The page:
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By Kirsti Marohn
MPR News 

DNR releases details of more Line 3 aquifer breaches

 

March 25, 2022

Contributed photo

The Fond du Lac Band said the Enbridge aquifer breach is discharging water within the reservation boundaries upstream of Dead Fish Lake. It said the flow potentially could violate the Band's water quality standards and impact its natural resources, including one of its wild rice waters.

The Minnesota Department of Natural Resources has released details of more groundwater leaks caused by the construction of the Line 3 oil pipeline last year.

The DNR has completed its investigation of three sites where crews installing the pipeline breached underground aquifers, causing uncontrolled - and unauthorized - flows of groundwater.

State regulators previously identified one of the three locations, near Enbridge's Clearbrook terminal. In January 2021, crews installing the replacement pipeline dug deeper than planned, piercing the top layer of an aquifer under pressure.

Enbridge reported that flow was stopped nearly a year later, after releasing at least 50 million gallons of groundwater.

The DNR now says a second breach occurred around Aug. 2 near LaSalle Creek in Hubbard County, and released about 9.8 million gallons of groundwater before Enbridge reported it had stopped the flow four months later.

A third breach was identified around Sept. 10 near the Fond du Lac Band of Lake Superior Chippewa reservation in St. Louis County, when groundwater began welling up as crews removed sheet piling after finishing construction on that stretch of pipeline.

The DNR said Enbridge has substantially slowed - but not completely stopped - that leak, which has resulted in the release of nearly 220 million gallons of groundwater. The agency said the breach potentially could affect nearby Dead Fish Lake, an important wild rice water for the Fond du Lac Band.

State regulators ordered Enbridge to stop the groundwater flows and restore the sites. The company already has paid more than $3 million for the violations, and could face additional penalties.

In a statement released Monday, Enbridge said they regret the breaches and "are taking steps to improve our procedures to prevent this type of occurrence in the future. We are dedicated to resolving these matters quickly and thoroughly as we continue to work with the regulatory agencies on the ongoing restoration and monitoring at all three sites."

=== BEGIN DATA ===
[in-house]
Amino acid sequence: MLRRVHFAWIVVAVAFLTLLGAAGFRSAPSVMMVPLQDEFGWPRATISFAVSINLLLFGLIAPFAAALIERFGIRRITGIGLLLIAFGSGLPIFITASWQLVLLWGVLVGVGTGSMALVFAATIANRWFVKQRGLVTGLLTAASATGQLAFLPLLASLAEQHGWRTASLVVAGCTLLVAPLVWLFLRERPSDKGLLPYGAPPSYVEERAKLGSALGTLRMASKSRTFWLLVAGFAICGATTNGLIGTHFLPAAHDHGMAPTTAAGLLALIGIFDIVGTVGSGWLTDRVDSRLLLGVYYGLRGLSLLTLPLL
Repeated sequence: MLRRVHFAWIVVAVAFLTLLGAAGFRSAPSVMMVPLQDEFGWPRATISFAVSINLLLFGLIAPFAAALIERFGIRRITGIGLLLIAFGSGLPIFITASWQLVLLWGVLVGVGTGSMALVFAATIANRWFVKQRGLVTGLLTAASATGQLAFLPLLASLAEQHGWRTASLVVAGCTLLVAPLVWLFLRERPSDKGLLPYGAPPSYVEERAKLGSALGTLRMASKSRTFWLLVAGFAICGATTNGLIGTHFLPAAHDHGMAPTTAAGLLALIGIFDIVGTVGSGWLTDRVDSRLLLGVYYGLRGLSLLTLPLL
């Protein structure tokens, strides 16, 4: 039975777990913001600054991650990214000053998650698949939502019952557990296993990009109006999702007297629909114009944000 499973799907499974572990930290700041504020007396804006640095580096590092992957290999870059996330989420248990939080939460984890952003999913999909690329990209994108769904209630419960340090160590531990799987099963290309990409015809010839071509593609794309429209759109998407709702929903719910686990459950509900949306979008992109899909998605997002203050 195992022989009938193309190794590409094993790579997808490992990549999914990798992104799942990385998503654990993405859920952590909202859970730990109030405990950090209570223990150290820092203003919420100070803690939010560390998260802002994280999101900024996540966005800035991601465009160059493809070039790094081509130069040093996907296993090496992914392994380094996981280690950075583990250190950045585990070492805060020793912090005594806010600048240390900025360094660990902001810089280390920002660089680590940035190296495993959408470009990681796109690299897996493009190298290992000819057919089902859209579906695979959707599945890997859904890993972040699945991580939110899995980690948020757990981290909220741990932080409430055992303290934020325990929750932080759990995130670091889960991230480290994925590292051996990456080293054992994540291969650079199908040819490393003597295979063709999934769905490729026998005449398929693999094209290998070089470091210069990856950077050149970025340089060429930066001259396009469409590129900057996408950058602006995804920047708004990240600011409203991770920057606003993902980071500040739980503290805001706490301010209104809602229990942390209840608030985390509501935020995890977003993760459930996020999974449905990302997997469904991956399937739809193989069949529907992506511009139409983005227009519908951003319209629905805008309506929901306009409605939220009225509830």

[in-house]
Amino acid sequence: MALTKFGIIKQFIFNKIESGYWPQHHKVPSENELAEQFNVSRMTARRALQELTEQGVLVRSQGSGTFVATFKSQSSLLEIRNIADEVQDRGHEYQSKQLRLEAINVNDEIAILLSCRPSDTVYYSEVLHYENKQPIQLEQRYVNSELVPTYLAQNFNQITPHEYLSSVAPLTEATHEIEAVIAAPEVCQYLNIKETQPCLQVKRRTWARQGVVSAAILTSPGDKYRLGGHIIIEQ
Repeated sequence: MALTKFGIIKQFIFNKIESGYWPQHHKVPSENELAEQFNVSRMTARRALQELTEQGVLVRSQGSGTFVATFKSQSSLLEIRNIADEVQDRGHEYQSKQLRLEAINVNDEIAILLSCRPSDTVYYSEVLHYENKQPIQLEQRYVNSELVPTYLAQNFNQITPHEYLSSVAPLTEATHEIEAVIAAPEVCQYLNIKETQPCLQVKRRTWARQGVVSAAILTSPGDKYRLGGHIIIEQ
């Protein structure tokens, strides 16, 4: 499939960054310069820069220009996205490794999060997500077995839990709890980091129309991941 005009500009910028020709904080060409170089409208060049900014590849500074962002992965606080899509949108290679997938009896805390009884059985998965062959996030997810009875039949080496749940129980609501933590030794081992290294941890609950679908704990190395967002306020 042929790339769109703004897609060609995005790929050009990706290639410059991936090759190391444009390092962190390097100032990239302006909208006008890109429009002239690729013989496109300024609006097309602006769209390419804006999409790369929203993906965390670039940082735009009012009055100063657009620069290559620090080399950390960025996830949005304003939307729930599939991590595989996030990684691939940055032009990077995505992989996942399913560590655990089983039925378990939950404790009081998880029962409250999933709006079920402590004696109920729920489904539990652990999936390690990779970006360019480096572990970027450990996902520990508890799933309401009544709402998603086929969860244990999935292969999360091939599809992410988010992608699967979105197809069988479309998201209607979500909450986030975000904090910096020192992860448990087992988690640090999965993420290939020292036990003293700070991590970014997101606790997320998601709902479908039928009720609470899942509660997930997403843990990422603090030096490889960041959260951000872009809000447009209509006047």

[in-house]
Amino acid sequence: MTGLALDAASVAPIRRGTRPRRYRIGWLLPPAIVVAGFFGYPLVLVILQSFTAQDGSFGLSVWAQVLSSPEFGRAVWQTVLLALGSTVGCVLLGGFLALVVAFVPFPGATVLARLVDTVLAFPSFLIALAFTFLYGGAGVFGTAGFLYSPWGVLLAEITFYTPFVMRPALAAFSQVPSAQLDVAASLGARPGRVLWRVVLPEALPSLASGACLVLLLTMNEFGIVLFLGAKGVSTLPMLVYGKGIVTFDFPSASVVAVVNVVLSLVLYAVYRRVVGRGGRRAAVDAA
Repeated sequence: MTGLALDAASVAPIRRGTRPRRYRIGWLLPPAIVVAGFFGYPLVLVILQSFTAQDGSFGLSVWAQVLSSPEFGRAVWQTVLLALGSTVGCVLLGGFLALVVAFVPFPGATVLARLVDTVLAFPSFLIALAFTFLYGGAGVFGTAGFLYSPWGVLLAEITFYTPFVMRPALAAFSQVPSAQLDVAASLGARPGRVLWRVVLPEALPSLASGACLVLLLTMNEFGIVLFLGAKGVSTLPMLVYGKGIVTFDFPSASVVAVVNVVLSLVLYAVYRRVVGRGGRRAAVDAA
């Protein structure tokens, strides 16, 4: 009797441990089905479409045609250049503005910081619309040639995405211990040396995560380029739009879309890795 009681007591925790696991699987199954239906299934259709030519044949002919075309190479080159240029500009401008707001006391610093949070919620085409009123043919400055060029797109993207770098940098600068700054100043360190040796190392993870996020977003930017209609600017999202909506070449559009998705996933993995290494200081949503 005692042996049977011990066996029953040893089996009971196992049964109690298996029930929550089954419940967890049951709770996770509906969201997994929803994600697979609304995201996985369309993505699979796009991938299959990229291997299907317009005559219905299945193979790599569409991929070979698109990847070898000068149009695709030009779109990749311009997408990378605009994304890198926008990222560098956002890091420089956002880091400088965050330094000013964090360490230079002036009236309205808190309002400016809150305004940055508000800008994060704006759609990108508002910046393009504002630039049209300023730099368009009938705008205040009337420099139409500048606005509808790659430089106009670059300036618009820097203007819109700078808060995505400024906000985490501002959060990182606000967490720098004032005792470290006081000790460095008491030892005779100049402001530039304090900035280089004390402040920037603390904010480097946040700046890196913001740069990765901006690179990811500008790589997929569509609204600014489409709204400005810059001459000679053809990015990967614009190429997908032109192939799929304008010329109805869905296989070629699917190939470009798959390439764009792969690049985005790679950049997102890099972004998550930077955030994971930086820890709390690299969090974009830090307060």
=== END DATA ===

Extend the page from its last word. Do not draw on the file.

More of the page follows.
An Enbridge spokesperson said the vast majority of the water discharged at all three sites was returned nearby, while a small amount was removed for treatment.

The DNR said it has investigated whether other aquifer breaches occurred along the Line 3 route, but has not confirmed any other breach sites. The agency said it will complete its final assessment following the spring thaw.

The 340-mile replacement pipeline, which follows a partly new route across northern Minnesota, began pumping crude oil last fall.

This story originally appeared at https://www.mprnews.org/story/2022/03/21/dnr-releases-details-of-2-more-line-3-aquifer-breaches.

Fond du Lac officials address breach

Fond du Lac Reservation Business Committee members addressed the Enbridge aquifer breach in a press release earlier this week, reprinted below:

The Fond du Lac Band of Lake Superior Chippewa (FDL) was notified by Enbridge on September 10th, 2021 of an aquifer breach that occurred earlier that month, located off the FDL Reservation. Due to the breach, the aquifer is discharging its water content within the boundaries of the Reservation upstream of Deadfish Lake. As of March 21, 2022, the volume of water discharged was approximately 219,600,000 gallons. The flow could potentially violate the Band's water quality standards and impact the Band's natural resources, including one of the wild rice waters of the Reservation.

As a sovereign entity, the Band adopted stringent water quality standards in 1998 which put regulations and safeguards in place that surpass those at the Minnesota State level. These water quality standards prompted decades of specialized, technical investment in stewarding our cultural and natural resources; the breach's hydrologic alteration could threaten that work.

The aquifer breach presents a complicated, multi-jurisdictional challenge involving rapidly changing developments under investigation. Several public entities are working to ensure Enbridge is held responsible for mitigating any damages discovered. The government agencies involved include FDL, Minnesota Department of Natural Resources, Minnesota Pollution Control Agency, Minnesota Department of Health, Minnesota Department of Natural Resources, Army Corps of Engineers, and St. Louis and Carlton Counties.

Although the Band was not the permitting entity tasked with ultimately approving Line 3 or Enbridge's construction plans, the Band issued a 401-water quality certification and a wetland activity permit which imposed separate conditions on Enbridge to protect the Band's waters. In addition, the Band closely followed on-site events associated with Enbridge's construction plans on and near the Reservation.

Once notified of the breach, we immediately allocated resources to independently assess the breach's ecological, cultural, and economic ramifications. These actions, along with the Band's water quality standards ordinances, will help protect the Band's resources. The Band is currently assessing all options to ensure that Enbridge mitigates and repairs damages arising from the breach.

As of Feb. 16, the corrective action plan was approved by all necessary state and tribal agencies. Enbridge has completed the majority of the work to plug the aquifer and has reduced groundwater seeps to six gallons a minute.

 
 

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